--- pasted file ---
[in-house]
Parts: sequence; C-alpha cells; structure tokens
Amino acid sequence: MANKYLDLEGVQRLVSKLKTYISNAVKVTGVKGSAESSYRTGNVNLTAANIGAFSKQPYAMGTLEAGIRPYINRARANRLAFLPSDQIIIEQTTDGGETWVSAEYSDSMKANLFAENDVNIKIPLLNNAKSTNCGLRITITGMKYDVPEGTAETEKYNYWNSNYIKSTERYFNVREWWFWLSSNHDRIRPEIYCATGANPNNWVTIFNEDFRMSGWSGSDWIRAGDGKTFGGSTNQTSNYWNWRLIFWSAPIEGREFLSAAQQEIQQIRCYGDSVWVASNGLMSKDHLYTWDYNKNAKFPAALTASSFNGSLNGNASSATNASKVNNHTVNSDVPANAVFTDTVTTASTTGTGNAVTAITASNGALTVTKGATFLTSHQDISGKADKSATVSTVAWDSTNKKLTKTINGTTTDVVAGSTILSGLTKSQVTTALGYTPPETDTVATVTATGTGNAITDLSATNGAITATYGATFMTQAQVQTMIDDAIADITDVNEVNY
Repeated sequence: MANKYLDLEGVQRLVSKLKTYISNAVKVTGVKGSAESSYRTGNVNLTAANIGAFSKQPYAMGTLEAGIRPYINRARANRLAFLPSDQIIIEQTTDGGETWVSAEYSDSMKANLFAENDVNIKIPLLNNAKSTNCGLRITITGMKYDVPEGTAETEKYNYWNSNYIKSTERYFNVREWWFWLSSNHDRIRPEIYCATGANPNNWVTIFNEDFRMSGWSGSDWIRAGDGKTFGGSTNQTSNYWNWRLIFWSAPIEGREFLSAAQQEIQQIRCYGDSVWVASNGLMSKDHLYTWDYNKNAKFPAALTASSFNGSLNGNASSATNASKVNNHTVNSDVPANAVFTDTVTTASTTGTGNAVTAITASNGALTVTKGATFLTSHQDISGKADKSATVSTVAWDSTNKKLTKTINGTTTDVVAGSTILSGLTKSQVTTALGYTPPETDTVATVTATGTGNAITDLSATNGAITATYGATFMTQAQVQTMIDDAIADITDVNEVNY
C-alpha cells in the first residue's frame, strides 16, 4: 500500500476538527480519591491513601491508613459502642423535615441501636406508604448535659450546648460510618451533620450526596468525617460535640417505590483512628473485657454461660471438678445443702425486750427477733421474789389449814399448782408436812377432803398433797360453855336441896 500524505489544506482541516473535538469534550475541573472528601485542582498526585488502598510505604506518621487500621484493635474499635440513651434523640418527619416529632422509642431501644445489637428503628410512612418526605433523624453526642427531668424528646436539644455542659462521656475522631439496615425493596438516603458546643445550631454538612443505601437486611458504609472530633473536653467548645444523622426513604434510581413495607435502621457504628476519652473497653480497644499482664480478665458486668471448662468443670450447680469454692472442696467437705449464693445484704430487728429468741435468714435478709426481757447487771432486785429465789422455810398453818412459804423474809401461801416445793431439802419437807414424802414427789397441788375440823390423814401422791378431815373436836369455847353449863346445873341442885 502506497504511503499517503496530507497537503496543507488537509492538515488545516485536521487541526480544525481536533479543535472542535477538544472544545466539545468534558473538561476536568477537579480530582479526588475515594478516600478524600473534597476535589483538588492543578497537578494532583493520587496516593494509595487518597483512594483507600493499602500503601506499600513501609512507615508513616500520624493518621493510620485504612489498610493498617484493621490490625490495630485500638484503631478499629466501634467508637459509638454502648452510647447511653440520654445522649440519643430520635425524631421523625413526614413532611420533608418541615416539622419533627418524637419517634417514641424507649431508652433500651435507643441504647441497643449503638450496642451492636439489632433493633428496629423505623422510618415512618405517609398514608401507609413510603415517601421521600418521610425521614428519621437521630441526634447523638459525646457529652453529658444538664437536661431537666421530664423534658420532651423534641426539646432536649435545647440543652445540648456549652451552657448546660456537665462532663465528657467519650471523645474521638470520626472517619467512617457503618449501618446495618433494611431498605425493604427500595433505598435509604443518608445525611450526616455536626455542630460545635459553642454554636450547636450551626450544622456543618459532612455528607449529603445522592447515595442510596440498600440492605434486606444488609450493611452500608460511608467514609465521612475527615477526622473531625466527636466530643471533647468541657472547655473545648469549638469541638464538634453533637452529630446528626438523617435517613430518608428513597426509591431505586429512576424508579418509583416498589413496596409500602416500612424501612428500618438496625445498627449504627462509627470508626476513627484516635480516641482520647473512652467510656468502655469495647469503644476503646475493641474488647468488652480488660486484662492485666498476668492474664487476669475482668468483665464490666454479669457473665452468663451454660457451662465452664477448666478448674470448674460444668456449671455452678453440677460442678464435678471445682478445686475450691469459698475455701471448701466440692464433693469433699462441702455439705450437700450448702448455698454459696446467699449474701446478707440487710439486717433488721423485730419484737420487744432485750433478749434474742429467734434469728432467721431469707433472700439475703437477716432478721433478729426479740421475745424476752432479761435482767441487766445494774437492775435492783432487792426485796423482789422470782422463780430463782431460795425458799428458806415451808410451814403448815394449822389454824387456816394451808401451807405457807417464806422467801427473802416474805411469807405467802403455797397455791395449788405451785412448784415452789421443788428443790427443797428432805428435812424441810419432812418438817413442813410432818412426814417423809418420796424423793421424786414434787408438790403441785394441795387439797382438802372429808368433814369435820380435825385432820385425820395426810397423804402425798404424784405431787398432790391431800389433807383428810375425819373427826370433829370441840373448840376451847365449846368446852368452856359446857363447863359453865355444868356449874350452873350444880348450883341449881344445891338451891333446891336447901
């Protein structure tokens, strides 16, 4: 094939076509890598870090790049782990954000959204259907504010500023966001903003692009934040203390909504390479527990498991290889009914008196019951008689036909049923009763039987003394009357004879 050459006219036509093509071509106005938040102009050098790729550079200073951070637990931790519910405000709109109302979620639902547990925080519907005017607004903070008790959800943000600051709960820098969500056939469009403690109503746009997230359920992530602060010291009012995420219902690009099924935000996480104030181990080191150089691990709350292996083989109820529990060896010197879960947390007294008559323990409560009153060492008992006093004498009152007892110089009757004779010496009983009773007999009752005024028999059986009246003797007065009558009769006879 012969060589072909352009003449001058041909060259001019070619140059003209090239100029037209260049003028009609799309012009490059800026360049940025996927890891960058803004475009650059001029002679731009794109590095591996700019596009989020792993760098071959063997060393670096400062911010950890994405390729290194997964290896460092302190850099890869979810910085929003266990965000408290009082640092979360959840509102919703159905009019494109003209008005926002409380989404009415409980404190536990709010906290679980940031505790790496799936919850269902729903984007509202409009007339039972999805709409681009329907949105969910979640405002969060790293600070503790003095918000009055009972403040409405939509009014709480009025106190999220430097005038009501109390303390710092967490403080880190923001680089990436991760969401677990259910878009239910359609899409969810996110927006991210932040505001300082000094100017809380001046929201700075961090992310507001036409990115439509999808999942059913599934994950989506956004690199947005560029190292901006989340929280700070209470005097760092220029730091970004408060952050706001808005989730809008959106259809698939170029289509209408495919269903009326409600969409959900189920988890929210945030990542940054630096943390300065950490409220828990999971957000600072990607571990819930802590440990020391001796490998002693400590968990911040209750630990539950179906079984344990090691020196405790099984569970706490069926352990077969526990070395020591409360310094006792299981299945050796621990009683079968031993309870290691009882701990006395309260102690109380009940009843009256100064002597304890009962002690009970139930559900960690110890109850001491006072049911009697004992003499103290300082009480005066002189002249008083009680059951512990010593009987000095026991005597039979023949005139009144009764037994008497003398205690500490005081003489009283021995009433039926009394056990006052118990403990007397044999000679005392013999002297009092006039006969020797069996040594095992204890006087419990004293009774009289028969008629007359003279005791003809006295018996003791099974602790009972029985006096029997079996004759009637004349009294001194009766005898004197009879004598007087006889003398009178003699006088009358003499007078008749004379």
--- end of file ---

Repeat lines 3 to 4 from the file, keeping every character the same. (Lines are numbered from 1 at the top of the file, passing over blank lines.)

Amino acid sequence: MANKYLDLEGVQRLVSKLKTYISNAVKVTGVKGSAESSYRTGNVNLTAANIGAFSKQPYAMGTLEAGIRPYINRARANRLAFLPSDQIIIEQTTDGGETWVSAEYSDSMKANLFAENDVNIKIPLLNNAKSTNCGLRITITGMKYDVPEGTAETEKYNYWNSNYIKSTERYFNVREWWFWLSSNHDRIRPEIYCATGANPNNWVTIFNEDFRMSGWSGSDWIRAGDGKTFGGSTNQTSNYWNWRLIFWSAPIEGREFLSAAQQEIQQIRCYGDSVWVASNGLMSKDHLYTWDYNKNAKFPAALTASSFNGSLNGNASSATNASKVNNHTVNSDVPANAVFTDTVTTASTTGTGNAVTAITASNGALTVTKGATFLTSHQDISGKADKSATVSTVAWDSTNKKLTKTINGTTTDVVAGSTILSGLTKSQVTTALGYTPPETDTVATVTATGTGNAITDLSATNGAITATYGATFMTQAQVQTMIDDAIADITDVNEVNY
Repeated sequence: MANKYLDLEGVQRLVSKLKTYISNAVKVTGVKGSAESSYRTGNVNLTAANIGAFSKQPYAMGTLEAGIRPYINRARANRLAFLPSDQIIIEQTTDGGETWVSAEYSDSMKANLFAENDVNIKIPLLNNAKSTNCGLRITITGMKYDVPEGTAETEKYNYWNSNYIKSTERYFNVREWWFWLSSNHDRIRPEIYCATGANPNNWVTIFNEDFRMSGWSGSDWIRAGDGKTFGGSTNQTSNYWNWRLIFWSAPIEGREFLSAAQQEIQQIRCYGDSVWVASNGLMSKDHLYTWDYNKNAKFPAALTASSFNGSLNGNASSATNASKVNNHTVNSDVPANAVFTDTVTTASTTGTGNAVTAITASNGALTVTKGATFLTSHQDISGKADKSATVSTVAWDSTNKKLTKTINGTTTDVVAGSTILSGLTKSQVTTALGYTPPETDTVATVTATGTGNAITDLSATNGAITATYGATFMTQAQVQTMIDDAIADITDVNEVNY